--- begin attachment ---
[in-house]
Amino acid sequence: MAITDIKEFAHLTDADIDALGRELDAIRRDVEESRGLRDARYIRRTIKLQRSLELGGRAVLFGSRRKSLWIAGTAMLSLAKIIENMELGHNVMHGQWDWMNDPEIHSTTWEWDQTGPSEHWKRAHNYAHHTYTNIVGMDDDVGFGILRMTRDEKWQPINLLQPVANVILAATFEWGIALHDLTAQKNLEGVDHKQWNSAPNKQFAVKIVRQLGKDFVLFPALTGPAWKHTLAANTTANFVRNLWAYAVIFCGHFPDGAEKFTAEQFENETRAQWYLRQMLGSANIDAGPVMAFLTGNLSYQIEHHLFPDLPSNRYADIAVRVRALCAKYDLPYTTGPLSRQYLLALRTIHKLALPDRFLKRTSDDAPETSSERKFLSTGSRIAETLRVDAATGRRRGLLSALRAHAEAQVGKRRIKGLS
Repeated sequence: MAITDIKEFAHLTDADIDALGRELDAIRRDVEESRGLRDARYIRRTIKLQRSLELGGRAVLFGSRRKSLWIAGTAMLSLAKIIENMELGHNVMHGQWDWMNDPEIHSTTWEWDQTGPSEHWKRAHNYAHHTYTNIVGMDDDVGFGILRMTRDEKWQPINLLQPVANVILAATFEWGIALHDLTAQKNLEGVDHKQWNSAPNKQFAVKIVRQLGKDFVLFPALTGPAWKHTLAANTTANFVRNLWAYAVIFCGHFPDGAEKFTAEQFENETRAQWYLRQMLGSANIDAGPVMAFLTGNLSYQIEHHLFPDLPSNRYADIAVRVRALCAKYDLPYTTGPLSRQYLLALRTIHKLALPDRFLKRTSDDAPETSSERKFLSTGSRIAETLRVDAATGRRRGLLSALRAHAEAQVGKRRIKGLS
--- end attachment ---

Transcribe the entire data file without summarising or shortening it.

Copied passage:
[in-house]
Amino acid sequence: MAITDIKEFAHLTDADIDALGRELDAIRRDVEESRGLRDARYIRRTIKLQRSLELGGRAVLFGSRRKSLWIAGTAMLSLAKIIENMELGHNVMHGQWDWMNDPEIHSTTWEWDQTGPSEHWKRAHNYAHHTYTNIVGMDDDVGFGILRMTRDEKWQPINLLQPVANVILAATFEWGIALHDLTAQKNLEGVDHKQWNSAPNKQFAVKIVRQLGKDFVLFPALTGPAWKHTLAANTTANFVRNLWAYAVIFCGHFPDGAEKFTAEQFENETRAQWYLRQMLGSANIDAGPVMAFLTGNLSYQIEHHLFPDLPSNRYADIAVRVRALCAKYDLPYTTGPLSRQYLLALRTIHKLALPDRFLKRTSDDAPETSSERKFLSTGSRIAETLRVDAATGRRRGLLSALRAHAEAQVGKRRIKGLS
Repeated sequence: MAITDIKEFAHLTDADIDALGRELDAIRRDVEESRGLRDARYIRRTIKLQRSLELGGRAVLFGSRRKSLWIAGTAMLSLAKIIENMELGHNVMHGQWDWMNDPEIHSTTWEWDQTGPSEHWKRAHNYAHHTYTNIVGMDDDVGFGILRMTRDEKWQPINLLQPVANVILAATFEWGIALHDLTAQKNLEGVDHKQWNSAPNKQFAVKIVRQLGKDFVLFPALTGPAWKHTLAANTTANFVRNLWAYAVIFCGHFPDGAEKFTAEQFENETRAQWYLRQMLGSANIDAGPVMAFLTGNLSYQIEHHLFPDLPSNRYADIAVRVRALCAKYDLPYTTGPLSRQYLLALRTIHKLALPDRFLKRTSDDAPETSSERKFLSTGSRIAETLRVDAATGRRRGLLSALRAHAEAQVGKRRIKGLS